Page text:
History of Rust [2]

Rust began as a side project of Graydon Hoare, an employee at Mozilla. In short order, Mozilla saw the potential of the new language and began sponsoring it, before revealing it to the world in 2010. One possible source of the name, according to Hoare, is the rust fungus. This has caused Rust programmers to adopt “Rustaceans” as their moniker of choice.

Despite its relative youth, Rust has steadily risen in the ranks of popular programming languages. In fact, while it ranked 33 in July 2019, by July 2020 it had risen to the 18th spot on the TIOBE Programming Community Index. Similarly, according to Stack Overflow Developer Survey, Rust has been the most loved language since 2016.

Rust language ecosystem

The above philosophy made Rust a great candidate for use in security solutions like Pyrsia. Some other aspects that sealed the deal as a programming language for us were:

  • Performance close to equivalent C level programs [3]
  • Concurrent programming without the garbage collection [4]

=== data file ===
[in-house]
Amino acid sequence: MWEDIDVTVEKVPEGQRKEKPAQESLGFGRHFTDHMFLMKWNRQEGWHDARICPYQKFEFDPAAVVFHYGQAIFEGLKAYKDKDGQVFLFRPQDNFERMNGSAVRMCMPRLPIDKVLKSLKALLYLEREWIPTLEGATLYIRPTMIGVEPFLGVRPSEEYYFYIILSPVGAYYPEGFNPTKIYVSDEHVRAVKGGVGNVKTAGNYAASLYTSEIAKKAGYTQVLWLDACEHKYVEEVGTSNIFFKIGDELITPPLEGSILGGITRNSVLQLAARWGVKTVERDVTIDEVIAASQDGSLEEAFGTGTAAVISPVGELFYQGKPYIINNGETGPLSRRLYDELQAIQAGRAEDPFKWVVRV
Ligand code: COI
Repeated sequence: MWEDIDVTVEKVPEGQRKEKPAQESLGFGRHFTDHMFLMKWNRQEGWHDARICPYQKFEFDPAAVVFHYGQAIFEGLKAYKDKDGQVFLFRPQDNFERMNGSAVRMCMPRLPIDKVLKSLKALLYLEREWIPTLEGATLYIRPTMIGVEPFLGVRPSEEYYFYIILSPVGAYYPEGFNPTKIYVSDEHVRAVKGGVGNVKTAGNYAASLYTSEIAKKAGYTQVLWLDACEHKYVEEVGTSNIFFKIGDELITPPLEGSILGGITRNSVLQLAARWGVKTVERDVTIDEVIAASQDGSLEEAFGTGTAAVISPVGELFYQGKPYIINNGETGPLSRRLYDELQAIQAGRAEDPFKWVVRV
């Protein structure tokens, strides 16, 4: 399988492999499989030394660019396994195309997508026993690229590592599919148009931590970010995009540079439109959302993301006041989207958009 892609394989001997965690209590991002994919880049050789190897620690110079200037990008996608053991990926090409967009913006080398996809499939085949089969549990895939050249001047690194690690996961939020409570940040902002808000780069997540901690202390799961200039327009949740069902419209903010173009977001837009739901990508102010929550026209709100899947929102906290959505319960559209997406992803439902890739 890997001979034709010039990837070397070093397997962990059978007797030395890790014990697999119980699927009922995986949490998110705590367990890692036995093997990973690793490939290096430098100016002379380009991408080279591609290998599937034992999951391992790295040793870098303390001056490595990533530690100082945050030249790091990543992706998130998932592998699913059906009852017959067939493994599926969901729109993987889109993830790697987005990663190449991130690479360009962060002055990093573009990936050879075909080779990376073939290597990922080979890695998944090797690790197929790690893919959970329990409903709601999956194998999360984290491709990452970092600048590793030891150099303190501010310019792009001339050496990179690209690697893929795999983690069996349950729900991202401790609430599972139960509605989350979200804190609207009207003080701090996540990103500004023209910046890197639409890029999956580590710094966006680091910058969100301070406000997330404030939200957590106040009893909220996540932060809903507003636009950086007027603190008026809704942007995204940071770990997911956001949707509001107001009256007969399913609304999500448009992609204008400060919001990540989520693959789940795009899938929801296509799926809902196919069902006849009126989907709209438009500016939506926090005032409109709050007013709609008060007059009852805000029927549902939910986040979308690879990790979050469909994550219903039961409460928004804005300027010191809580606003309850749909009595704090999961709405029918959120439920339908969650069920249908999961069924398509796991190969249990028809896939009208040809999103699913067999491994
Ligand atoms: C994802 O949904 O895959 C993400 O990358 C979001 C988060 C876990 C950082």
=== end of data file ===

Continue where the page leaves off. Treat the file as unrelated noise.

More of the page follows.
• Rust has a borrow checker which ensures references do not outlive the data
  • Rust can be compiled to reduced instruction set architectures

Along with the above, we also found that the initial set of libraries(libp2p, AlephBFT) we were looking to support, had mature implementations in rust. Also we found that the communities that supported these libraries were welcoming all implementers and learners alike. This openness within the Rust community in general made the choice easier for us. A lot of these appealing features of the Rust ecosystem are well summarized in [5].


When we set out to change how open source software is secured we had a choice to make - the language to build the security solution with. When we surveyed what was available there were multiple options. C due to its performance, Golang because of its mature installations in the wild, Rust as an up and coming community with performance and modern language features.

In the end it was clear to us that Rust was the right choice to make and we have started building Pyrsia in Rust. We realize that we have a steep learning curve and we are learning as a group. Come join us on our Slack channel to discuss more.